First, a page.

VOL. 126 | NO. 49 | Friday, March 11, 2011
Telling the Story
By Bill Dries
As Miriam DeCosta-Willis spoke in the Memphis Room of the Memphis Public Library and Information Center, a set of 19 gray file boxes was neatly lined up near the podium.
G. Wayne Dowdy, senior manager of the Memphis & Shelby County Room, handles papers and photographs from the Miriam Decosta-Willis collection at the Memphis Public Library. Willis’ collection includes photographs from the civil rights movement, correspondence and her scholarship studying African-American literature and Memphis history.
(Photo: Lance Murphey)
The files, containing manuscripts, notes, photographs and other items, are “parts of our history that never would be known” without DeCosta-Willis donating them to a growing archive in The Memphis Room, said library director Keenon McCloy.
The papers of the Memphis civil rights veteran, teacher, writer and historian join a collection of 250 individuals and families who have donated their papers to The Memphis Room, the library’s long-established archive on the city and county’s history.
Wayne Dowdy, library history department senior manager, calls it “the story of Memphis – the whole story.”
And DeCosta-Willis is a prominent part of that story, even if she protests that she isn’t famous.
The papers and photographs are a mix of her research into Memphis history and her own life.
She participated in the Montgomery bus boycott in 1955 during visits to that city. She attended Medgar Evers’ funeral.
She told a group of more than 100 in The Memphis Room that for a time she didn’t consider herself a participant but an observer. She was among the black men and women denied admission to the University of Memphis in the 1950s.
Although she had a degree from Wellesley College, she and Maxine Smith were denied admission in a decision by the university that changed local history.
“That started her on her journey and that started me on my journey in terms of civil rights,” she said. “Because we were observing history in the making, we did not realize we were also participants in that history.”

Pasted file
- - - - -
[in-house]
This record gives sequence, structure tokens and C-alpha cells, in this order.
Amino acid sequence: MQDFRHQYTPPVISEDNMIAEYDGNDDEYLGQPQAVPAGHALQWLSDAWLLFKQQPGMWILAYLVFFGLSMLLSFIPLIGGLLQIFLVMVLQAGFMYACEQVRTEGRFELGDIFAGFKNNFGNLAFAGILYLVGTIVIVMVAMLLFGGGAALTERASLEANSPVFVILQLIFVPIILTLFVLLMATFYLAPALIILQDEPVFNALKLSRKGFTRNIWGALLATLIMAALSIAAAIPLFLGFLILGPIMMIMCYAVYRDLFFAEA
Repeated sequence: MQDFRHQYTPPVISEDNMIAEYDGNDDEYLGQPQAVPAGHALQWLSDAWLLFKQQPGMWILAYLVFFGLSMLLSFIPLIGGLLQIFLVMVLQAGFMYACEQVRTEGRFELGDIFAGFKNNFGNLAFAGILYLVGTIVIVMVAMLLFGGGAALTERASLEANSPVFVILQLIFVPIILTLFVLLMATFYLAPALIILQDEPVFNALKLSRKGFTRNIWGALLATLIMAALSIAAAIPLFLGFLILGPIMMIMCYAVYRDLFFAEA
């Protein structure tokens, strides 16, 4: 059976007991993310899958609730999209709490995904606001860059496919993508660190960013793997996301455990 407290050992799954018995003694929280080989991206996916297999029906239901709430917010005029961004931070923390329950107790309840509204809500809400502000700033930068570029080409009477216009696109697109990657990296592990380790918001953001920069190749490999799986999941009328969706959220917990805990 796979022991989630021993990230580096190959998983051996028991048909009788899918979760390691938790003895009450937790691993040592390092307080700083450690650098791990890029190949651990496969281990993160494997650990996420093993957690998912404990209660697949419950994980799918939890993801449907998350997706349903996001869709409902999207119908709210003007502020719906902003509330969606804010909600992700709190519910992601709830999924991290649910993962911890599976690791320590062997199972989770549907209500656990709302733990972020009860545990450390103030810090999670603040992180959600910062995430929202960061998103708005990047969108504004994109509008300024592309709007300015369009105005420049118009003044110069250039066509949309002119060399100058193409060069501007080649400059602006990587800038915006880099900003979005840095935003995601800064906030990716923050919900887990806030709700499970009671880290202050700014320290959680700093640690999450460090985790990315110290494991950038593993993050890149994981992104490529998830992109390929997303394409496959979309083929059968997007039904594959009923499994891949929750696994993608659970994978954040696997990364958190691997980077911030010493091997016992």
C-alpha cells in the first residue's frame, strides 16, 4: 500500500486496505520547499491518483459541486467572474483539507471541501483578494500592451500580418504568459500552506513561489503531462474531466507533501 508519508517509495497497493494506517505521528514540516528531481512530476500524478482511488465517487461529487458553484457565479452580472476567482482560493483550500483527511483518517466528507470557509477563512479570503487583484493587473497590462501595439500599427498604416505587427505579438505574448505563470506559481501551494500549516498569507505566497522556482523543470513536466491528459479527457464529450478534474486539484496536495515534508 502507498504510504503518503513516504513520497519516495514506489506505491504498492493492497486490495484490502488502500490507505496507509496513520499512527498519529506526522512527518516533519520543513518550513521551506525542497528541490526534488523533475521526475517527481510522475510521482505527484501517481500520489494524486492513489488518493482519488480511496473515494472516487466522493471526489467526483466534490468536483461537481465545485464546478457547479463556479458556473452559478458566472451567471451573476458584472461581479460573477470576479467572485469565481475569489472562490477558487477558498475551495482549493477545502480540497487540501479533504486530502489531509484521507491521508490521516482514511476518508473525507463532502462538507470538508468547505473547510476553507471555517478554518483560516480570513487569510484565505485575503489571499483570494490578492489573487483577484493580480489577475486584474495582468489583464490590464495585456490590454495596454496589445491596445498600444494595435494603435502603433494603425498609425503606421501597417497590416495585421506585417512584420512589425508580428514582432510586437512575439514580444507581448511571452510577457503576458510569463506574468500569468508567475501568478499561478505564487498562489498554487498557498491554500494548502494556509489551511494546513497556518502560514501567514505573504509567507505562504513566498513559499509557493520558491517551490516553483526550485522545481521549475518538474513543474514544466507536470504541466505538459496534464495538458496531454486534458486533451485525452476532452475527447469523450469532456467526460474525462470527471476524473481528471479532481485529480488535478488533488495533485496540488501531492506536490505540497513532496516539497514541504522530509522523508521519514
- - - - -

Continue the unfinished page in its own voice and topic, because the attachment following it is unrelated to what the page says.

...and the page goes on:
She would later become the university’s first black faculty member.
“But that’s not as important as my involvement in civil rights on campus as faculty adviser to the Black Student Association and organizer of faculty forums.”
DeCosta-Willis dedicates her latest book, “Notable Black Memphians,” to her late husband, A.W. Willis, whom she credits for encouraging her pursuit of the city’s history. Willis was one of the city’s black attorneys who became the cornerstone of the dismantling of racial segregation in Memphis. He was also a state representative and business leader.
As he worked on bringing back Beale Street in the early 1970s, he encouraged his wife to research the street’s history.
“I learned things about Memphis that I had never heard of before,” she said.
The research and other work over the years led to “Notable Black Memphians.”
The new reference book offers biographical sketches and notes on 345 Memphians born between 1795 and 1972.
“I worked all my life trying to preserve our history. But these are just biographical sketches,” she said. “These are just descriptions of organizations, schools and churches and nightclubs and things that go way back to antebellum times and come up to where we are today. I know much is left out. But at some point you just have to stop your research or the books will never get out.”
DeCosta-Willis herself has used The Memphis Room as well as the Library of Congress in her research into the city’s history.
Her 1995 editing of “The Memphis Diary of Ida B. Wells” brought to life not only the keen mind of Wells, but also placed the indomitable, strong-willed crusader in the context of the city whose violence made her a national and international figure.
Like most historians, DeCosta-Willis has had heartbreaking moments in her pursuit of material not yet in any books. She recalled funeral home owner and matriarch Frances Hayes telling her she had in her attic programs from every funeral at the business since the turn of the 20th century. DeCosta-Willis said she later pursued the lead only to be told the programs had all been thrown out in a spring cleaning.
“That is what has happened to our history,” she said.